I’ve written about the Strengths Finder assessment and understanding myself better so that I can find where I belong in the world and thrive. I’ve written about activator being my top strength.
Activator is all about making ideas happen; putting ideas into action. The key word being action, movement.
When I wrote How to Manage Depression Without Drugs, I had decided that each chapter needed to end with what I called a game plan. Some sort of action-plan for readers to get a practical idea of how to implement some of the things I had done that worked for me. The reason for this is two fold: First, I find that reading books that are all entirely theoretical and do not include the practical application are completely frustrating. Probably because, as an activator, I’m looking for that action plan. I want to know what to do. Second, I wanted the ebook to be as helpful as possible.
I didn’t think about it as I was writing the book, but it’s no wonder that the action part is so important to me. And it’s no wonder that the book uses 20-plus powerful verbs in the game plan sections.
This is a wordle that my friend Robin made for me based on the verbs in the game plan sections from How to Manage Depression Without Drugs. I find it inspiring and invigorating to see all those verbs in one visual representation.
I also find it interesting that this image is another person’s take on the power of the words from my ebook. When I was writing, those words all came pretty easily to me. I didn’t think consciously, “I need to use great verbs here.” So to have someone else’s perspective on the words and how powerful they are brought me a whole new level of energy and excitement.
It’s a reminder of how important word choice is. One of the cardinal rules of writing is to avoid adverbs at all costs, because it’s always stronger to get more specific with the verb. For example, instead of saying “he walked slowly,” say, “he strolled.” One gives a much more compelling image. A reader understands what stroll looks like. But walking slowly is not vivid at all.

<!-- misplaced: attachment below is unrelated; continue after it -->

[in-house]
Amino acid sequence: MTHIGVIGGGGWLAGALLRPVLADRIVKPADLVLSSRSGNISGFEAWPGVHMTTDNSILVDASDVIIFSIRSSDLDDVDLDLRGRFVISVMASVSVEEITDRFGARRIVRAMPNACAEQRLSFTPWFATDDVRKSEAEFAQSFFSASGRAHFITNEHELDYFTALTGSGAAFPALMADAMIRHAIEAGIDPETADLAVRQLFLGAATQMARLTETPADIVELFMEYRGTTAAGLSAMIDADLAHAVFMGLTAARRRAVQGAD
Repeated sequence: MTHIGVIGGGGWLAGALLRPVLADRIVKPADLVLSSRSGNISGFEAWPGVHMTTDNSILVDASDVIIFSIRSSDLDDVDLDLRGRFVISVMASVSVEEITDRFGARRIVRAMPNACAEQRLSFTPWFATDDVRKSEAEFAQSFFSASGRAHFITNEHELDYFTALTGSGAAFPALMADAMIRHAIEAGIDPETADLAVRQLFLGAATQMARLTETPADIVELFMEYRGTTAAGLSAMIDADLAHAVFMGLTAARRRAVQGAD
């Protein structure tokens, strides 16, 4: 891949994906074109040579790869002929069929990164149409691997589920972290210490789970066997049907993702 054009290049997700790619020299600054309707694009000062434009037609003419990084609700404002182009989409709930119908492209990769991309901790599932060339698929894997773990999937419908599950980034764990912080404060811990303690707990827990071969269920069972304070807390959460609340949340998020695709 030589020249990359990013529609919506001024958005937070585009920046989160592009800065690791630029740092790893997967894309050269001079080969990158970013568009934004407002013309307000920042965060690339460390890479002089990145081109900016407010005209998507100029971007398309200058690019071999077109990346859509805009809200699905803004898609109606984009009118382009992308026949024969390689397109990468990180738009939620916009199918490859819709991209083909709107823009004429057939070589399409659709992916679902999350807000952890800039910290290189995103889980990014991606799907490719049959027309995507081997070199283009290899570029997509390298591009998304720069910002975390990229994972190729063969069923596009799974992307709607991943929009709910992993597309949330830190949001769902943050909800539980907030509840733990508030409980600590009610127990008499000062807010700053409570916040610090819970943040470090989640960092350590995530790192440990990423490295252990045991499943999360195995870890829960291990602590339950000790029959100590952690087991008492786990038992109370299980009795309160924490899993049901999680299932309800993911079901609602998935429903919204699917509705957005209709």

It’s not always easy to use the power verbs.
It’s easy to be lazy and use whatever the first thing that pops into our mind. Especially on the first draft, we often want to just get it down. Get something down, anything. And if we are writing that quickly then, again, it’s not always easy to be conscious of choosing the power verbs. But that is what revision is for. We go back and find all the boring verbs, the “be” verbs in particular, and we swap them out for those power verbs.
Using a visual of verbs like this, or of any type of word you typically use, can be a powerful tool. It’s sort of like a tag cloud, right? Where you see quickly, in one snap shot, the type of words you’re using. This visual puts all the verbs together in one place and it helps me to see their relation to each other. It helps me to see how they work together. Sometimes you can’t do one action without doing another action first.
This snapshot makes it easier to recall the words you’re using, because you don’t have to flip through pages and pages–or in the case of an ebook, scrolling and scrolling–to find or remember them.
When Robin showed the wordle to me, I just remember being surprised. Surprised first that there were so many different verbs taken straight from my ebook. I had been working with them individually, one at a time as I wrote. And I hadn’t even thought to stop and compile them all together.
I was also surprised at how compelling they were together. I immediately felt energized. Like, yes, I want to do all those things. I want to choose, and listen and create and design and notice and implement. I want my life to be filed with the invigoration that comes from taking these actions on a daily basis. I want one action to fuel the next and I want to keep taking action, moving toward health and resilience.
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